Lancet Study Warns Against Manganese, DDT, PBDEs
A study published Friday in the journal Lancet Neurology has identified six chemicals or classes of chemicals that the authors say should be considered toxic to children’s brain development, USA Today reports. The six are manganese, fluoride, chlorpyrifos, DDT, tetrachloroethylene (PERC), and polybrominated diphenyl ethers (PBDE).
These six join five others — lead, methylmercury, arsenic, PCBs and toluene – that the authors named as toxic to young brains in 2006.
The authors – Philip Landrigan of the Mount Sinai School of Medicine and Philippe Grandjean of the Harvard School of Public Health – called for a worldwide overhaul of chemical regulation, CNN reports.
That call comes at a time of unusually high publicity for chemical regulation. Congress has held several hearings on overhauling the country’s system of chemical oversight since May 2013, when Senators David Vitter (R-LA) and the late Frank Lautenberg (D-NJ) introduced the Chemical Safety Improvement Act, S. 1009. Several congressmen showed renewed urgency to change the system after Freedom Industries’ January 9 chemical spill in West Virginia.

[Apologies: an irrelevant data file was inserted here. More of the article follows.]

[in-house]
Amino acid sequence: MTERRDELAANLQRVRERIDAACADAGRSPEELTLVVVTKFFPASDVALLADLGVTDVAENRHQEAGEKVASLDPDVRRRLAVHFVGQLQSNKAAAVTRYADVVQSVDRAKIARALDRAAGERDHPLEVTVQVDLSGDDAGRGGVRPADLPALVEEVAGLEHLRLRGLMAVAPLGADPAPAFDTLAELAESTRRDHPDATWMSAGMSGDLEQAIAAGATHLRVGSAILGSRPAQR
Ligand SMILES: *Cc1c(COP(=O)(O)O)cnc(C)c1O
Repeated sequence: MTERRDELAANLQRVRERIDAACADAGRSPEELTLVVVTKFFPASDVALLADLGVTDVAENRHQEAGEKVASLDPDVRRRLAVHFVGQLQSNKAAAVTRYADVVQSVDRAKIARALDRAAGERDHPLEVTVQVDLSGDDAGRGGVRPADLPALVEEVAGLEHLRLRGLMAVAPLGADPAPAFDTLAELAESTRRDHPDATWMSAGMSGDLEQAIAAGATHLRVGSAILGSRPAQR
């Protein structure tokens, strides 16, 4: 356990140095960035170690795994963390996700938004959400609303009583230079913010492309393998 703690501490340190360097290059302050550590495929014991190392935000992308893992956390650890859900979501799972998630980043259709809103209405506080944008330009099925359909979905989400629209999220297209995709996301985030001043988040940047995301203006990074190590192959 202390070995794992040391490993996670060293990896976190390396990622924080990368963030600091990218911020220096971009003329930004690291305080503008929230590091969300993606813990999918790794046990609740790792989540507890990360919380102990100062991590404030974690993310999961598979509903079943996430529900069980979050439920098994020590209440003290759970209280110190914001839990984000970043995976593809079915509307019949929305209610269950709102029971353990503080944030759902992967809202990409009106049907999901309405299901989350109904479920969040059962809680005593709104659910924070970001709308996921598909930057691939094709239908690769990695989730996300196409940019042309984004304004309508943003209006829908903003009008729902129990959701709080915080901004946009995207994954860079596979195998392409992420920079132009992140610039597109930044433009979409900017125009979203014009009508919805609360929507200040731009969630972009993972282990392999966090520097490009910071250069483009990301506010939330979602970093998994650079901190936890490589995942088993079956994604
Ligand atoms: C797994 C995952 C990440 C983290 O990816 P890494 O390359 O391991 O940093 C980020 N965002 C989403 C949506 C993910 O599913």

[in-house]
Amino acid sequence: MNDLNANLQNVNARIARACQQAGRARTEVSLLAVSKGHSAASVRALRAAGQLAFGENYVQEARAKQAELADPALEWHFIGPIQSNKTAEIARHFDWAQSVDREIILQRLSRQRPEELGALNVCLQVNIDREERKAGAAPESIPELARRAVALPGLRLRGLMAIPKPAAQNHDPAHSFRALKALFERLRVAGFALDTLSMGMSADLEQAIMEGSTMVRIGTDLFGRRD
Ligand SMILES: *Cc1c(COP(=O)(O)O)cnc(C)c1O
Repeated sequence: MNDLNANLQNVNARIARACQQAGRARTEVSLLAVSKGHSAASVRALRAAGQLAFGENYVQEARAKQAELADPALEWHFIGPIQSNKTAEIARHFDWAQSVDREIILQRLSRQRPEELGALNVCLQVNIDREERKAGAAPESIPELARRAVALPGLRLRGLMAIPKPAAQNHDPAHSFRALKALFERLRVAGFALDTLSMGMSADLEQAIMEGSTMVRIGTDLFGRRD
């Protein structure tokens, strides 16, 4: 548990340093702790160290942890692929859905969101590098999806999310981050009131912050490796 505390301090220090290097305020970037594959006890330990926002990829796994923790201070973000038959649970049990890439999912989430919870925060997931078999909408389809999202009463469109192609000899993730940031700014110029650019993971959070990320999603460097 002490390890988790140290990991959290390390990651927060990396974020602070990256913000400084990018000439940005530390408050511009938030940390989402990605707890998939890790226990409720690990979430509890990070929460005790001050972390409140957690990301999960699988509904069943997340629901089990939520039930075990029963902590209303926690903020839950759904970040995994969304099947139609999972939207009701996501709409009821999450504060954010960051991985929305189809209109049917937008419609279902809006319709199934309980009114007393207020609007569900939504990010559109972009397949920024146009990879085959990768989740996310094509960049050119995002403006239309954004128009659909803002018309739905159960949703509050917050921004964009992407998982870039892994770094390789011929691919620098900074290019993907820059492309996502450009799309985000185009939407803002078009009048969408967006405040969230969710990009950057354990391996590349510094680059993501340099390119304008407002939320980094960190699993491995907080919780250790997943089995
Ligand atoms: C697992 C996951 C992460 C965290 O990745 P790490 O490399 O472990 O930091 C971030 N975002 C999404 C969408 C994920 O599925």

The EPA Office of Inspector General said in its FY14 plan that the EPA’s lack of information on chemicals and lack of authority over chemical risk management was one of the agency’s top five management challenges last year.
But the American Chemistry Council called the Lancet research highly flawed, saying the authors “ignore the fundamental scientific principles of exposure and potency.”
“What is most concerning is that the authors focus largely on chemicals and heavy metals that are well understood to be inappropriate for children’s exposure, are highly regulated and/or are restricted or being phased out.
“They then extrapolate that similar conclusions should be applied to chemicals that are more widely used in consumer products without evidence to support their claims,” council spokesman Scott Jensen said.
Takeaway: A Lancet Neurology study names six chemicals or chemical groups that the authors conclude are toxic to developing brains, in addition to five they identified in an earlier study.
Tamar Wilner is Senior Editor at Environmental Leader PRO.
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